Amnesty International, USA, May 21, 2018.
Clifton Williams is due to be executed in Texas on 21 June for a murder committed in 2005. The courts have rejected the claim that he has intellectual disability. His lawyers are seeking further review on this issue, as well as pursuing executive clemency.
Cecilia Schneider, 93 years old, was beaten and stabbed to death and her body set on fire during a burglary of her home on 9 July 2005. Clifton Williams, aged 21 at the time of the crime, was charged with her capital murder and in October 2006 was convicted and sentenced to death.
At trial and on appeal, his lawyers claimed that he has intellectual disability, and that his execution would violate Atkins v. Virginia, the 2002 US Supreme Court ruling banning the death penalty on individuals with such disabilities.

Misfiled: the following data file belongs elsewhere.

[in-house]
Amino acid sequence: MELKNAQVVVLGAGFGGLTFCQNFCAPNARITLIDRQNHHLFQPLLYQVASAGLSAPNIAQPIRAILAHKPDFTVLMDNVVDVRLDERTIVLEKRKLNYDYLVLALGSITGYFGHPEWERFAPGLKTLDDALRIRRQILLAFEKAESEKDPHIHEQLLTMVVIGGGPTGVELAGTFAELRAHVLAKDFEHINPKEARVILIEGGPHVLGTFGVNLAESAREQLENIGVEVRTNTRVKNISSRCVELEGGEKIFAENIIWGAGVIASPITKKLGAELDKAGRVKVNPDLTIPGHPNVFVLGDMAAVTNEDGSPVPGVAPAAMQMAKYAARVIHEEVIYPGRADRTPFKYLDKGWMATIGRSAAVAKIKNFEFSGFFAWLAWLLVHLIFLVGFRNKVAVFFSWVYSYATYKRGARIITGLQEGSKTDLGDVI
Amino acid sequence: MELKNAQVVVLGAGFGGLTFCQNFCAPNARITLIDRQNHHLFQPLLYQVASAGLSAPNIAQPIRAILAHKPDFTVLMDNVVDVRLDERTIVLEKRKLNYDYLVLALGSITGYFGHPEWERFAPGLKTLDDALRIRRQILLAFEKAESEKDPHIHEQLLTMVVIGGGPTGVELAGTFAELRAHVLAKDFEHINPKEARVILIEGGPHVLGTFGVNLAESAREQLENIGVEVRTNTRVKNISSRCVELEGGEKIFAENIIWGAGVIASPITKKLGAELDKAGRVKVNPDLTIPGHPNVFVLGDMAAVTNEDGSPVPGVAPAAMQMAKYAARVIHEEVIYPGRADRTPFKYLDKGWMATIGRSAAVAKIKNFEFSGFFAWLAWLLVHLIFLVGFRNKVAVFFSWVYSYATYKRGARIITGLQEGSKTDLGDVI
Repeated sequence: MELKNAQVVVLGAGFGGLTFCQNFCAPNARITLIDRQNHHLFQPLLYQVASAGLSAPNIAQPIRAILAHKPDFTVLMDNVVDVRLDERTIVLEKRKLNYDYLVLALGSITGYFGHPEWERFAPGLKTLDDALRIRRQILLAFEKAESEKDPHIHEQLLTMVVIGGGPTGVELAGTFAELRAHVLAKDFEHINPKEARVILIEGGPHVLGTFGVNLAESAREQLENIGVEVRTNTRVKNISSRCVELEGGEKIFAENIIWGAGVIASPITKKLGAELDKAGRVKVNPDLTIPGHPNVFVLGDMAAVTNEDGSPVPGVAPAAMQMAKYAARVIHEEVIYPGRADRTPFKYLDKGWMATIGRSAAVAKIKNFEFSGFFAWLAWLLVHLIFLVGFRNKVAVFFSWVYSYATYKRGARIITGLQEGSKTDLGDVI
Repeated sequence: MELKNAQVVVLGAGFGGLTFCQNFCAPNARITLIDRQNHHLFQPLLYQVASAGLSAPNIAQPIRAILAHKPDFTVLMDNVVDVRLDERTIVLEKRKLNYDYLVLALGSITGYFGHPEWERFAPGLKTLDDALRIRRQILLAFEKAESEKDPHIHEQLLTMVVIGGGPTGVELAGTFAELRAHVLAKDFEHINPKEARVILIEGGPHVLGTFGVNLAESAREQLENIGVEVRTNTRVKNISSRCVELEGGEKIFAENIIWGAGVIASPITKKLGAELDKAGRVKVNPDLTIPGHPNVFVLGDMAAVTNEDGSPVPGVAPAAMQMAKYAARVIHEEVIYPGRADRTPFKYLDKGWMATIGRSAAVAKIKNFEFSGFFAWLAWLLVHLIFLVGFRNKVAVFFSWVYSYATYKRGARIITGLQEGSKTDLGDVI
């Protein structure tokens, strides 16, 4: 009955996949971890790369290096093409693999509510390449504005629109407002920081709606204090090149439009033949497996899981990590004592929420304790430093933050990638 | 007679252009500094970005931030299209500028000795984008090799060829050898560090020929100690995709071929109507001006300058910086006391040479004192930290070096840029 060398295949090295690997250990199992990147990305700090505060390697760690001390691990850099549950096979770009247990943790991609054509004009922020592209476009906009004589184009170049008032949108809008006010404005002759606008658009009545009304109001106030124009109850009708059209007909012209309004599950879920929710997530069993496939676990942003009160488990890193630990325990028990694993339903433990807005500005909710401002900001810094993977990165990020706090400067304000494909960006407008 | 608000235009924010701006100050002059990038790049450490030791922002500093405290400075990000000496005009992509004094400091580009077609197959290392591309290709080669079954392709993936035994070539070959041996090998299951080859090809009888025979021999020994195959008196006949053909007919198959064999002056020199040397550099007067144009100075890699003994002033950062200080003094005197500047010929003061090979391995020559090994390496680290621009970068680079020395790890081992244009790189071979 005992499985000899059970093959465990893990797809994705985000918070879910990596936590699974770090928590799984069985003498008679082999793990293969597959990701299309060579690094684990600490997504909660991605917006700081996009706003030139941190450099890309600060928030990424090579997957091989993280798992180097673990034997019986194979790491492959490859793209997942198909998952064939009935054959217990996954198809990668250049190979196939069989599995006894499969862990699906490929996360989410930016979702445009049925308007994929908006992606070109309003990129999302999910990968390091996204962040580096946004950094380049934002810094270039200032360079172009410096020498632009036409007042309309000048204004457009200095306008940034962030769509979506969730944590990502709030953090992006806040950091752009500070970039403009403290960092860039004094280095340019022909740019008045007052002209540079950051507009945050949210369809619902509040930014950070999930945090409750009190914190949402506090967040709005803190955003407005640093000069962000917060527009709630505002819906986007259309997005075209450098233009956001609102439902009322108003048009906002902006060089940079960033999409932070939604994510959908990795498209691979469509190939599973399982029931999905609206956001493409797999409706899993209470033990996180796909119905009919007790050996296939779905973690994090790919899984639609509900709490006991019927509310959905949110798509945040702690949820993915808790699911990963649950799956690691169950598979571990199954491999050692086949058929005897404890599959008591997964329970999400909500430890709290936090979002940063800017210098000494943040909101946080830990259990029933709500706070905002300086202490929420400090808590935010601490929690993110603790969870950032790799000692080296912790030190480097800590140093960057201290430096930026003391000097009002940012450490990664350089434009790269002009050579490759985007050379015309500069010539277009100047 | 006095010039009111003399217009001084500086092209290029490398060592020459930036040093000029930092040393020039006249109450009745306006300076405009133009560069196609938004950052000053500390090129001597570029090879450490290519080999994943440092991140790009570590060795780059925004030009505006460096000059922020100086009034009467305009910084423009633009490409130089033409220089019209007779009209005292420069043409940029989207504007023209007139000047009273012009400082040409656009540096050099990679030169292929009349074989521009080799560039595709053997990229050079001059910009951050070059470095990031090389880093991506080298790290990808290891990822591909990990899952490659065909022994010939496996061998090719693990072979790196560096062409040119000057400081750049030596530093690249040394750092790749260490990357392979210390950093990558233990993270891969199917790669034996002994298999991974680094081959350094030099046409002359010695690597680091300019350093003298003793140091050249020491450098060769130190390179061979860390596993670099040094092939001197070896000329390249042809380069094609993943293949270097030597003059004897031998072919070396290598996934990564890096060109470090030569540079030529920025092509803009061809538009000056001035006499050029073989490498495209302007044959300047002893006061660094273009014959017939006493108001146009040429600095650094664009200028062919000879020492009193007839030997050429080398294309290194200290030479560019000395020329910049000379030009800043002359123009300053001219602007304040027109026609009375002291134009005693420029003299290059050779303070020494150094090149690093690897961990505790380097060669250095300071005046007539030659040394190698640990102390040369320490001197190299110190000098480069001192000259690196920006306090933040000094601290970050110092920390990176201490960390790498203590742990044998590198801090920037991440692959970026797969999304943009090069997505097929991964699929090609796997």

Two defence experts assessed his IQ at under 70, while the expert for the state assessed it at 70 on one test, 71 on another, and 73, 78 and 83 on others (an IQ of 70-75 is commonly taken as an indicator of possible intellectual disability). His lawyers argue that with the margin of error, his IQ could be as low as 65, alongside evidence of his adaptive deficits.